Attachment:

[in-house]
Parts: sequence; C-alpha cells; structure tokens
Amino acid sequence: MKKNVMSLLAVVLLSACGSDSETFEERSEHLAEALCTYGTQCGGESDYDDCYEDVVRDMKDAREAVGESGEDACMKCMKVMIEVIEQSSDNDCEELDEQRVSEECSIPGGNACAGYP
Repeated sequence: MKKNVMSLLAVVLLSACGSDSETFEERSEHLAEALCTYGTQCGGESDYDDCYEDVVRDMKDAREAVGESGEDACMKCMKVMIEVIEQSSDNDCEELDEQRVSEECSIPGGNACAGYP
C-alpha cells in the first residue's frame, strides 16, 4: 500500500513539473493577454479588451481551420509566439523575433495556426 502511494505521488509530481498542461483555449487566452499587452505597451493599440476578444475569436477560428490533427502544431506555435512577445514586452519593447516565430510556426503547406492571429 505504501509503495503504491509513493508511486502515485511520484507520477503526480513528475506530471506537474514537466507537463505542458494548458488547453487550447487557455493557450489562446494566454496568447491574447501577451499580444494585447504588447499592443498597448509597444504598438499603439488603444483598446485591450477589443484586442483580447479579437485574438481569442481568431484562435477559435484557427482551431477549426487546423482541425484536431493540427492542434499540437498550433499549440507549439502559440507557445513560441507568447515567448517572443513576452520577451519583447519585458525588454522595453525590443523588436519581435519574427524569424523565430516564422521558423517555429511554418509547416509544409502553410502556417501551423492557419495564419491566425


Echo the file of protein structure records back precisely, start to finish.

[in-house]
Parts: sequence; C-alpha cells; structure tokens
Amino acid sequence: MKKNVMSLLAVVLLSACGSDSETFEERSEHLAEALCTYGTQCGGESDYDDCYEDVVRDMKDAREAVGESGEDACMKCMKVMIEVIEQSSDNDCEELDEQRVSEECSIPGGNACAGYP
Repeated sequence: MKKNVMSLLAVVLLSACGSDSETFEERSEHLAEALCTYGTQCGGESDYDDCYEDVVRDMKDAREAVGESGEDACMKCMKVMIEVIEQSSDNDCEELDEQRVSEECSIPGGNACAGYP
C-alpha cells in the first residue's frame, strides 16, 4: 500500500513539473493577454479588451481551420509566439523575433495556426 502511494505521488509530481498542461483555449487566452499587452505597451493599440476578444475569436477560428490533427502544431506555435512577445514586452519593447516565430510556426503547406492571429 505504501509503495503504491509513493508511486502515485511520484507520477503526480513528475506530471506537474514537466507537463505542458494548458488547453487550447487557455493557450489562446494566454496568447491574447501577451499580444494585447504588447499592443498597448509597444504598438499603439488603444483598446485591450477589443484586442483580447479579437485574438481569442481568431484562435477559435484557427482551431477549426487546423482541425484536431493540427492542434499540437498550433499549440507549439502559440507557445513560441507568447515567448517572443513576452520577451519583447519585458525588454522595453525590443523588436519581435519574427524569424523565430516564422521558423517555429511554418509547416509544409502553410502556417501551423492557419495564419491566425